Passionate debate between Roma and Egyptian community and the Ministry of Education in Tirana
Segregation of Roma and Egyptian children in Albania must end. The Deputy Minister, the Ombudsperson, the Commissioner and of course the NGO representatives all agreed that Roma and Egyptian children deserve the same chances as any other child during a roundtable discussion organised by the European Roma Rights Centre. But if concrete steps are not taken to desegregate schools, the ERRC is now ready to go to court.
“We are like a tribe here. Roma and Egyptians.” – says a young Roma boy interviewed by the ERRC. Roma and Egyptian children are very often segregated by the Albanian Education system. This hinders their chances on the job market and their chance for earning a decent living.
Does the Albanian education system provide equal opportunities to Roma and Egyptian students? What can the Ombudsman or the Commissioner for Protection from Discrimination do in combating segregation? These were the main questions on the panel discussion organised by the European Roma Rights Centre on Tuesday in Tirana. The list of speakers included Ombudsman Igli Totozani Ombudsman, Equality Commissioner Irma Baraku, Chairperson of the Embroidery Association (Korca) Etleva Tare, and Ms Nora Malaj, Deputy Minister of Education and Sport.
The ERRC has been providing support for local NGOs in the fight against segregation. Following ERRC’s recent interventions in two school segregation cases in Albania, Legal Director Adam Weiss made a commitment to keep up this support. “The cases of school segregation in Albania will be a success story for us. I don’t know how far we will have to go to get these schools desegregated but I know we will go to the end” he said in his opening speech at the event.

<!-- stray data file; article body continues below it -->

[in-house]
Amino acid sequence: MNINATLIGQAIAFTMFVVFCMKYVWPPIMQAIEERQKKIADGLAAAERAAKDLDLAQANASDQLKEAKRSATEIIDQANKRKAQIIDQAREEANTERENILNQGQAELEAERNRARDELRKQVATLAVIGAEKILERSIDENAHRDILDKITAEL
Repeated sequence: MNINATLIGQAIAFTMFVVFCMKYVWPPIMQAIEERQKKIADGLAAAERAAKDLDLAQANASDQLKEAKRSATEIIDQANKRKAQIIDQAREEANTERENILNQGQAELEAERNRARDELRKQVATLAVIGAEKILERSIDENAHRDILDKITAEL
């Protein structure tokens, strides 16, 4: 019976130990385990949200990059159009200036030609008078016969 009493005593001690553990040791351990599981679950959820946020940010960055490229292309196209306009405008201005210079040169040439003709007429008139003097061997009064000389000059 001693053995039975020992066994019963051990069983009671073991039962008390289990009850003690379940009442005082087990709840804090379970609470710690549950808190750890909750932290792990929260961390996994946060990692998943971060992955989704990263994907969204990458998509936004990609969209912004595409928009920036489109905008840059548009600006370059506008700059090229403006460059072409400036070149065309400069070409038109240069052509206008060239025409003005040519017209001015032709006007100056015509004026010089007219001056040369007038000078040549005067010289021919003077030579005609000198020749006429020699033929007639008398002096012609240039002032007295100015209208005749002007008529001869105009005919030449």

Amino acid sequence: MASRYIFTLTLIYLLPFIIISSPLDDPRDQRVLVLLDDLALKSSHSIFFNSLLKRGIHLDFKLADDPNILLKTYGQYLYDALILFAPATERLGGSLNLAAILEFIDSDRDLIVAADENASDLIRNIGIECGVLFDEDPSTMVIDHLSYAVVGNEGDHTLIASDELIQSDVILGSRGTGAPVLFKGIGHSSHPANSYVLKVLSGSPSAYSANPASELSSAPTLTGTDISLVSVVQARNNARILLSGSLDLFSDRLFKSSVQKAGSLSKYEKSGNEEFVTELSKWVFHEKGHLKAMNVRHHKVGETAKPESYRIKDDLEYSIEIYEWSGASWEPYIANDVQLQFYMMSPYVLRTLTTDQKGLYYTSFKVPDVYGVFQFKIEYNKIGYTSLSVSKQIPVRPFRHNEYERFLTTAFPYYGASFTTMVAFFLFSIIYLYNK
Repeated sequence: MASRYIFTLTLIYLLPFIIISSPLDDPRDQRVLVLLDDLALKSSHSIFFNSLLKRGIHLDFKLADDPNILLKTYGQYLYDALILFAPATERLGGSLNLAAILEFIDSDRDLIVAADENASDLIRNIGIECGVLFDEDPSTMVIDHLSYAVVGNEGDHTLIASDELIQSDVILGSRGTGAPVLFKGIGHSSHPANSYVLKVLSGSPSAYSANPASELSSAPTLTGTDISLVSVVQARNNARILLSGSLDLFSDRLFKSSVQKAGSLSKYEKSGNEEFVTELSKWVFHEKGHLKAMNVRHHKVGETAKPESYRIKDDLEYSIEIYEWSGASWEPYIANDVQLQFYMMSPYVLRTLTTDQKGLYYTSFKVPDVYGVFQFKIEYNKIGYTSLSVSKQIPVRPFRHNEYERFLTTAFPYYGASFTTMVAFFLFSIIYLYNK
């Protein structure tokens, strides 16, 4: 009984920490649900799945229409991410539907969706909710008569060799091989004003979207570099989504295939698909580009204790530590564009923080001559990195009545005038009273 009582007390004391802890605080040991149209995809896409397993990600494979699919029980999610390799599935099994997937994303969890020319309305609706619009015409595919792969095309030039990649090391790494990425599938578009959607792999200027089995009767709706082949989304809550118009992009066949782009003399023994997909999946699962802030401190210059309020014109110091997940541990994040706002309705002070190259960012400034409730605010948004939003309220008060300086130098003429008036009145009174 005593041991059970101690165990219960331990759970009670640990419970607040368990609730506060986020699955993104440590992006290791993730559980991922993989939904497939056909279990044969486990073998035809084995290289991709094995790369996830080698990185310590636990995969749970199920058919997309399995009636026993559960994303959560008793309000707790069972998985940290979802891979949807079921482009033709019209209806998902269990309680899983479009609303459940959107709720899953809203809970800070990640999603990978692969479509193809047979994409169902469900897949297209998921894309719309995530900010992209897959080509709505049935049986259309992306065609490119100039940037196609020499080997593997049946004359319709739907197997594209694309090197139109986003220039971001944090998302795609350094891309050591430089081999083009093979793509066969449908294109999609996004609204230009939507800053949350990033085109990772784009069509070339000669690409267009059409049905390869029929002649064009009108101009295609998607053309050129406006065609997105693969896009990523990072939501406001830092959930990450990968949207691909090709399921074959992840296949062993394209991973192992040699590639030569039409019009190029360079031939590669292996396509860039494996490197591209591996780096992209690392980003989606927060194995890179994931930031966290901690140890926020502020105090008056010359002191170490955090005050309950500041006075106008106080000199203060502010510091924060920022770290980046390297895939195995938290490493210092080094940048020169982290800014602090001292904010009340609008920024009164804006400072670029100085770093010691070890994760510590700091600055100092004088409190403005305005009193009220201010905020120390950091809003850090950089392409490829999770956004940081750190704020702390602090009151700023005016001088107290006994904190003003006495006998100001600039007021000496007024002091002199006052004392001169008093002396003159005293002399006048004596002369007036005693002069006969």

Segregation of Roma and Egyptian children takes many forms and sadly is present throughout Europe. This discussion has surely contributed to making clear that the goal of ending segregation in Albania is shared and created a platform for debate about possible solutions.
In his closing remarks after the passionate debate between the community and the Ministry representative, Adam Weiss concluded: “There can be no half measures when it comes to school segregation. I’m talking to you as a lawyer who might advise a client and I can see where we are heading. If no real measures are taken I will be back in a few years with a judgment from the European Court about this. And I must make clear here that the state has responsibilities; the people - and particularly Roma and Egyptian children - have rights. Maybe there are some things NGOs can do, maybe there are ways donors can support, but at the end of the day the state has the responsibility.”
The ERRC will publish the documentary screened at the event and the video of the discussion uncut.
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The European Roma Rights Centre (ERRC) is an international public interest law organisation working to combat anti-Romani racism and human rights abuse of Roma through strategic litigation, research and policy development, advocacy and human rights education.
Since its establishment in 1996, the ERRC has endeavoured to provide Roma with the tools necessary to combat discrimination and achieve equal access to justice, education, housing, health care and public services.
The ERRC has consultative status with the Council of Europe, as well as with the Economic and Social Council of the United Nations. The ERRC has been the recipient of numerous awards for its efforts to advance human rights respect of Roma: in 2013, PL Foundation Freedom Prize; in 2012, Stockholm Human Rights Award; in 2010, the Silver Rose Award of SOLIDAR; in 2009, the Justice Prize of the Peter and Patricia Gruber Foundation; in 2007, the Max van der Stoel award given by the High Commissioner on National Minorities and the Dutch Foreign Ministry; and in 2001, the Geuzenpenning award (the Geuzen medal of honour) by Her Royal Highness Princess Margriet of Netherlands.